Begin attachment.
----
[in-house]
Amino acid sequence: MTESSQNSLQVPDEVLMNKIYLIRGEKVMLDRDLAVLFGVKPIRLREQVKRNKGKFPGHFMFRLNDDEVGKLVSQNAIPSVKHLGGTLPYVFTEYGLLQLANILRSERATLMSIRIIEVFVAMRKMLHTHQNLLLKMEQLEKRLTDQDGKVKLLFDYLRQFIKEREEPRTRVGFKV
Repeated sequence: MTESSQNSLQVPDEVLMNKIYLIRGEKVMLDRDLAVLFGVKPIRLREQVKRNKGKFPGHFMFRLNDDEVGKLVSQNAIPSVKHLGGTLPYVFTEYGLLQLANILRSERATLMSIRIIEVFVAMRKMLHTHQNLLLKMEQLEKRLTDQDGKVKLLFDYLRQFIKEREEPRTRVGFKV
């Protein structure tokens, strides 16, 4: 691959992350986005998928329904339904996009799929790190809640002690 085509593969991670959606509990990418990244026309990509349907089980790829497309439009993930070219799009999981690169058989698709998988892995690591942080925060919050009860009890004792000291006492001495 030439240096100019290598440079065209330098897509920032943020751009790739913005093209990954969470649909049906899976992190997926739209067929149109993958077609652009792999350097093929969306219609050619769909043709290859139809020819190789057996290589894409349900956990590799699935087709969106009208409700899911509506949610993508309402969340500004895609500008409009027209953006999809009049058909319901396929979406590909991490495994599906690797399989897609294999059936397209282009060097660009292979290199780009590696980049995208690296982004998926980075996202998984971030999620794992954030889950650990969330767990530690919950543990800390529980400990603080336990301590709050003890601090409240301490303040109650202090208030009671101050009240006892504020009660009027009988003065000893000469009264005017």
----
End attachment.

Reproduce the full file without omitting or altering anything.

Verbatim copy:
[in-house]
Amino acid sequence: MTESSQNSLQVPDEVLMNKIYLIRGEKVMLDRDLAVLFGVKPIRLREQVKRNKGKFPGHFMFRLNDDEVGKLVSQNAIPSVKHLGGTLPYVFTEYGLLQLANILRSERATLMSIRIIEVFVAMRKMLHTHQNLLLKMEQLEKRLTDQDGKVKLLFDYLRQFIKEREEPRTRVGFKV
Repeated sequence: MTESSQNSLQVPDEVLMNKIYLIRGEKVMLDRDLAVLFGVKPIRLREQVKRNKGKFPGHFMFRLNDDEVGKLVSQNAIPSVKHLGGTLPYVFTEYGLLQLANILRSERATLMSIRIIEVFVAMRKMLHTHQNLLLKMEQLEKRLTDQDGKVKLLFDYLRQFIKEREEPRTRVGFKV
């Protein structure tokens, strides 16, 4: 691959992350986005998928329904339904996009799929790190809640002690 085509593969991670959606509990990418990244026309990509349907089980790829497309439009993930070219799009999981690169058989698709998988892995690591942080925060919050009860009890004792000291006492001495 030439240096100019290598440079065209330098897509920032943020751009790739913005093209990954969470649909049906899976992190997926739209067929149109993958077609652009792999350097093929969306219609050619769909043709290859139809020819190789057996290589894409349900956990590799699935087709969106009208409700899911509506949610993508309402969340500004895609500008409009027209953006999809009049058909319901396929979406590909991490495994599906690797399989897609294999059936397209282009060097660009292979290199780009590696980049995208690296982004998926980075996202998984971030999620794992954030889950650990969330767990530690919950543990800390529980400990603080336990301590709050003890601090409240301490303040109650202090208030009671101050009240006892504020009660009027009988003065000893000469009264005017």